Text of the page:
Like most cyclists, I am a self-confessed data junkie. Because I love data, analysis, and retooling performance to achieve better numbers, I had resisted plunging all the way down the rabbit hole by getting a heart rate monitor. But after last season’s cross racing experiment, I decided–I’m in. Let’s do this, the right way. With data and stats and some real training. So I asked Santa, and Santa delivered.
My new HR Monitor is a Garmin and works with my Garmin Edge 500. I tested it out on my “high intensity day” yesterday and here was the result, as provided by my Garmin data and Strava:
I’ve started playing with the Miller Formula to learn where I should be. I am quickly learning that a lot of this is subjective, and not everyone is the same. According to the formula, my maximum heart rate is 181. But clearly my numbers are actually higher. These numbers are appropriate because it was a high intensity training ride, and designed to make my performance faster. But I should be hanging out in 130-150 zone to build endurance.
Heart Rate Zones for Exercising Chart:
* Healthy Heart Zone (Warm up) = 50 – 60% of maximum heart rate:
* Fitness Zone (Fat Burning) = 60 – 70% of maximum heart rate
* Aerobic Zone (Endurance Training) = 70 – 80% of maximum heart rate
* Anaerobic Zone (Performance Training) = 80 – 90% of maximum heart rate
* Red Line (Maximum Effort) = 90 – 100% of maximum heart rate
More to come on this as I learn more about training within heart rate zones. The reading I’ve done so far indicate that mixing things up will make me strong, fast and with enough endurance to last.
I’ve been absent a bit. Sorry about that, I was off trying to get my groove back.
I didn’t do that last race of the season and I struggled with the decision right up until a a day after it was over. I wasn’t going to be happy either way. I probably should have done it, but meh–I didn’t. My year’s recap is still pretty freaking good.
I had been needing a break and resisting taking one. That said I managed to back off on my rides, started playing hoop again Saturday mornings, and started running a bit and hiking. When I cycle, 90% of my rides have been on the mountain bike. Low mileage, high fun riding. Making the transition to less riding and more resting, peppered with alternative exercise has been a bit uncomfortable. However, my legs finally feel fully recovered. I’m having a lot of fun exploring a network of mountain bike trails that is close by and I haven’t fully explored due to my focus on mileage and CX training.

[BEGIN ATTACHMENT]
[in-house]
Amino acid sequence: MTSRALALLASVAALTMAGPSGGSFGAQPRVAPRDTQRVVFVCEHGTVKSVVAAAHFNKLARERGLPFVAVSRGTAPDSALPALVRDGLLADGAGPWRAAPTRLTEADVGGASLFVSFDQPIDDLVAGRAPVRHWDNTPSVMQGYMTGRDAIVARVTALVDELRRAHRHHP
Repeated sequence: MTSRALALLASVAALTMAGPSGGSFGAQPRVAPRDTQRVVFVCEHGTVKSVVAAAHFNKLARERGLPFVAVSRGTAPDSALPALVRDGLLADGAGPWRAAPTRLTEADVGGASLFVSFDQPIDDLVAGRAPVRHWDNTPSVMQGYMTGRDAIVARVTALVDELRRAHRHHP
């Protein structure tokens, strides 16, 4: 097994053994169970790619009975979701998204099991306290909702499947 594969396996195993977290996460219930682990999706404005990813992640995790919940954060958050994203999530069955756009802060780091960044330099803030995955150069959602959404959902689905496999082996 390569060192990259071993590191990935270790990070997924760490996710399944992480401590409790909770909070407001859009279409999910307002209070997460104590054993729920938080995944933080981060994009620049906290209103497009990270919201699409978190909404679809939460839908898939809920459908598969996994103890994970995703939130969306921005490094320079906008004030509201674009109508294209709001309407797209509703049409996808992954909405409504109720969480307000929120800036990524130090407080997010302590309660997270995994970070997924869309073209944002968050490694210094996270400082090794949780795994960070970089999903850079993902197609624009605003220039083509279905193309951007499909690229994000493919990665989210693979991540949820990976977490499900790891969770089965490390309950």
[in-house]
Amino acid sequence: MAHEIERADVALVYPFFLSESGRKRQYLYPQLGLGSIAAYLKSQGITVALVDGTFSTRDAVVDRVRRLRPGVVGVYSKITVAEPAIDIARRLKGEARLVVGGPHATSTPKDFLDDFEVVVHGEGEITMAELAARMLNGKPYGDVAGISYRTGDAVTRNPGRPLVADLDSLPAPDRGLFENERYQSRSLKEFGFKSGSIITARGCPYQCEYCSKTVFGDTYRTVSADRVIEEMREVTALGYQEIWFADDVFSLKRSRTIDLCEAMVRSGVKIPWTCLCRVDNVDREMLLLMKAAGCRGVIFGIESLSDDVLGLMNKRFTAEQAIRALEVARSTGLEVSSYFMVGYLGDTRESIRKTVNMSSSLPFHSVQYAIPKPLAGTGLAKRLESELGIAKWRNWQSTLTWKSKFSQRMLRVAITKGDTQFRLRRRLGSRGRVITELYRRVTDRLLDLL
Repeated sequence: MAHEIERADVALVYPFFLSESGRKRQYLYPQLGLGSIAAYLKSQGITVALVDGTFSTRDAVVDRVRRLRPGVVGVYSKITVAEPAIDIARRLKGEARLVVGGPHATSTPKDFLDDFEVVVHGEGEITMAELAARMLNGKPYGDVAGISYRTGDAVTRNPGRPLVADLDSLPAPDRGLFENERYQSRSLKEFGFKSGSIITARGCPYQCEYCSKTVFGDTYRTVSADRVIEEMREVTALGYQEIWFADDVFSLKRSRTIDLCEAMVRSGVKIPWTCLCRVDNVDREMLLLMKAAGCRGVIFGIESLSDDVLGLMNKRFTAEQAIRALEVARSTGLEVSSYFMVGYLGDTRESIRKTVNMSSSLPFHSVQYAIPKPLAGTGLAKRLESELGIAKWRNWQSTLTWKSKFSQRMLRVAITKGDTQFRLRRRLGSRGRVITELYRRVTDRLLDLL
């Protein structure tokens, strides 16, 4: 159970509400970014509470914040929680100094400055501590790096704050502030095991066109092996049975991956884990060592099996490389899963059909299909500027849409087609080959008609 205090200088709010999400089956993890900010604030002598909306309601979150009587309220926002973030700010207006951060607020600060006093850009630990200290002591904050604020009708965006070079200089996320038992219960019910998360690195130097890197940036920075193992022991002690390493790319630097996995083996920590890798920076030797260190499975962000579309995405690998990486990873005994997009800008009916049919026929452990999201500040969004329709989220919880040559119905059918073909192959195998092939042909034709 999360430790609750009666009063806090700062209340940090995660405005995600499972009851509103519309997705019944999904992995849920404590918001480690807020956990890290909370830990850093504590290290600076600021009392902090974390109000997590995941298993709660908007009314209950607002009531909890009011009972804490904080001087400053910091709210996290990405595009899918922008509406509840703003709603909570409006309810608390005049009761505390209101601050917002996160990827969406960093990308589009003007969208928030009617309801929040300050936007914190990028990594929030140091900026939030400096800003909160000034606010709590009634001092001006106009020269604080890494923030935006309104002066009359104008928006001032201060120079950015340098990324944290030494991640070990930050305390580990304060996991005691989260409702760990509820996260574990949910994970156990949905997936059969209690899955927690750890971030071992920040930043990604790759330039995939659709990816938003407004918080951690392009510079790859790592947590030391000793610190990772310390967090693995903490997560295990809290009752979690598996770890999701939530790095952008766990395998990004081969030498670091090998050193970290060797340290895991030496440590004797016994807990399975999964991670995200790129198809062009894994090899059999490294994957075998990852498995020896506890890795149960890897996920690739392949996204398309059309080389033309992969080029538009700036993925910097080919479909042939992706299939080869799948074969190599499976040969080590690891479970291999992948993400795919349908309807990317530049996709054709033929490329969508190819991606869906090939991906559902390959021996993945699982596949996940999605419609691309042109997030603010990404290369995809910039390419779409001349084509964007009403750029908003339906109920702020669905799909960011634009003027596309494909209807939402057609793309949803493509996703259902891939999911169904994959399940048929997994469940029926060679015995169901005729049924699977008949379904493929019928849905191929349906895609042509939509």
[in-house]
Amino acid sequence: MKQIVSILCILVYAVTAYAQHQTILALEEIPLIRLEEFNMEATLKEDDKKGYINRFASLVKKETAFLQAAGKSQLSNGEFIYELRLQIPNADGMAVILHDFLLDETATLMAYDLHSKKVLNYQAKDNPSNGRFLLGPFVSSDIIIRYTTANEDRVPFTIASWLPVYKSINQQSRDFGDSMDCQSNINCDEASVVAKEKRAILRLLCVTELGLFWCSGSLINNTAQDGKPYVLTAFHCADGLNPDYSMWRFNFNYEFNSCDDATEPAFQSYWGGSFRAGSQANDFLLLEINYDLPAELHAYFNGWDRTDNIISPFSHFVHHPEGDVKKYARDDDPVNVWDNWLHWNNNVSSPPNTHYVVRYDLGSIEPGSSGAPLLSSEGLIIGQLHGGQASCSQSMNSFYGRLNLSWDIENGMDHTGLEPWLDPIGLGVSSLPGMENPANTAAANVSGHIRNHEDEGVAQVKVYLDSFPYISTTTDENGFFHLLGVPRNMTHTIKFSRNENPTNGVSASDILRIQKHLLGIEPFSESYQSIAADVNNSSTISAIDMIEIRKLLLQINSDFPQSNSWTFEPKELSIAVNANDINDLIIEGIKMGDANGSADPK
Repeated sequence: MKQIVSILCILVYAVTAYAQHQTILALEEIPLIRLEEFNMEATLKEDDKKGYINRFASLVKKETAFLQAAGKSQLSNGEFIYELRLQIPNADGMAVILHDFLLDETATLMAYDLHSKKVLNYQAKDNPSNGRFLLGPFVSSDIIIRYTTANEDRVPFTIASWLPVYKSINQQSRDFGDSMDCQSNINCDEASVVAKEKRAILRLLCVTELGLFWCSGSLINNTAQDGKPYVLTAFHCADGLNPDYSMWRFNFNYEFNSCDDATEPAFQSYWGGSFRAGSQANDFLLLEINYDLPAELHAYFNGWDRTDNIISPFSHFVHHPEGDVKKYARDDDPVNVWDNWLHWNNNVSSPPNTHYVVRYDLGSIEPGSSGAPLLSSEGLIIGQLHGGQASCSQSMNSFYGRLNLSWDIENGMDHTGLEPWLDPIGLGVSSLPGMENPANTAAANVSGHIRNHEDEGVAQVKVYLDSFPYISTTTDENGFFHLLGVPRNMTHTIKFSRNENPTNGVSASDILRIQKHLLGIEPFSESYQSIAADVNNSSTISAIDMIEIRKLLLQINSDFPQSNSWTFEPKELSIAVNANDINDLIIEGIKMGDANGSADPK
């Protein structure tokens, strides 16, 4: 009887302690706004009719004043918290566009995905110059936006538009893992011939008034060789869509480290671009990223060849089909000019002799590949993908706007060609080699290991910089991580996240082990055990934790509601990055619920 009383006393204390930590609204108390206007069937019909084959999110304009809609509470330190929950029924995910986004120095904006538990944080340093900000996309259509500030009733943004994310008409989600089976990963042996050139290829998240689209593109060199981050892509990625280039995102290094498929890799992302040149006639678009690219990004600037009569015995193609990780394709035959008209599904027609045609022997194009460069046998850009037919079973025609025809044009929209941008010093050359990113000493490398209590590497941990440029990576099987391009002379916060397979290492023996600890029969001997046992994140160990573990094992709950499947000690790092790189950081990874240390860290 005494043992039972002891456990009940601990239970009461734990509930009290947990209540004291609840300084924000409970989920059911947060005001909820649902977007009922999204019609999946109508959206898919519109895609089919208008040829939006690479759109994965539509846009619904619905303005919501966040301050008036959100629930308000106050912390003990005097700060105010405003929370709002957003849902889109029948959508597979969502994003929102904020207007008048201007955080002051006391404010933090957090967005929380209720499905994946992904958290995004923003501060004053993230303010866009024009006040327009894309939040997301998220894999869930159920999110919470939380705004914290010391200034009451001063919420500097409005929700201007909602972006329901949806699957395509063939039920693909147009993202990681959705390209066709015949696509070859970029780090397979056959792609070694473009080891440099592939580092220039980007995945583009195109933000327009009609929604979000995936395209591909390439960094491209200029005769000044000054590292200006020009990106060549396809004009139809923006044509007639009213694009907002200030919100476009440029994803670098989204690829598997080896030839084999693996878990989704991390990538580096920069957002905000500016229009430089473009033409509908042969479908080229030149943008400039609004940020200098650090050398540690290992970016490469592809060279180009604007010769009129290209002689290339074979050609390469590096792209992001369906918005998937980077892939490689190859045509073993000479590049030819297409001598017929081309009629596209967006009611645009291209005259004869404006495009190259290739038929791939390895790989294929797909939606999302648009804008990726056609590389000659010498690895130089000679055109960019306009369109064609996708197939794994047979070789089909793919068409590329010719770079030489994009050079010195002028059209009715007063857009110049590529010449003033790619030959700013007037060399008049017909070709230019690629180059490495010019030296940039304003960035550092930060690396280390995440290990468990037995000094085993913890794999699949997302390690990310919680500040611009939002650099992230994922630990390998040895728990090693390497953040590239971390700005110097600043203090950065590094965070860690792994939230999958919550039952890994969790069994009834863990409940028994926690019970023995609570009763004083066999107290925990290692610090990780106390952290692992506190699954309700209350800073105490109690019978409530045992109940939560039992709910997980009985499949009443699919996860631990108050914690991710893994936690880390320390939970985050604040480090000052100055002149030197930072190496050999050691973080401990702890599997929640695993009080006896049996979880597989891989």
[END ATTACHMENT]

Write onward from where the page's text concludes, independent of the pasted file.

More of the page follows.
I plan to approach 2013 with some seriousness in training. I plan to race again next fall, and I’m looking at building a credible base and at last some speed. I plan to upgrade my Strava membership, purchase a US Cycling License, and dive headfirst into heart rate, suffer scores, and watt analysis. I have about 5-7 pounds to lose, but I’m giving myself until September to do that
I’ll chronicle more tangible goals and events after Christmas. But for the last few days of 2012, I’m going to keep riding the mountain bike, increase my running distance and frequency, and enjoying my women’s pickup games, which have really taken off this year (I’m actually playing guard for the first time in my life, since 50% of the women showing up are 5’11″ – 6’1″ -I am 5’8″ in shoes).
I took 2 whole days off the bike after Northampton’s CSIcx race weekend. It’s amazing how 45 minutes of racing can leave you destroyed. Two days in a row, I tapped out, needing the break.
When I entered that race weekend, I thought that this might be how I end the chapter of this freshmen effort in the sport of cyclocross. But I was selling my new addiction short.
I registered for a small race in Connecticut for next weekend. Last year only 10 women raced in total. They have a breakout category for just Cat 4 women this year, which may mean they are expecting a larger turnout. At any rate, I’ll be racing with the Cat 1-4, but scored as a Cat 4. I’m interested to see how that looks. I was really pleased with my results at Northampton. I felt I made very solid efforts and my placement–while nothing to write home about–had improved from a similar race (Providence). In Providence, I was 63rd, in Northampton, 52 and 55th. And while I realize it’s not an identical crowd, identical course, identical conditions or identical size field. It is similar enough in all those regards that I feel a 11 placement improvement is well, an improvement.
Other things I have noticed in this pursuit: I started playing women’s pickup hoops again this year. Last year, my lungs burned and I poured sweat, red in the face and gasping trying to run a full court game for 90 minutes. This year, I was up and down that court faster than ever, and I didn’t feel fatigued at all. I was also sinking a few baskets this time, which was a nice switch.
To top it off, yesterday I went back to the ‘cross practice course that I am so lucky to have access to. There is one other woman on Strava who has indexed this course in her workouts. I’ve never met her but she is a friend of Heather’s and she races ‘cross and mountain bikes and does pretty well–considerably better than me. When I first started doing laps at Ed’s farm I was a good 2 minutes off her time. After yesterday, I have reduced it to 30 seconds. And I know she has been going back there and improved upon her personal best as well. It’s a stretch to think I could close down that gap entirely, but I wasn’t going full throttle yesterday, just keeping it a consistent effort and working on being efficient–so I know there is still time to carve off.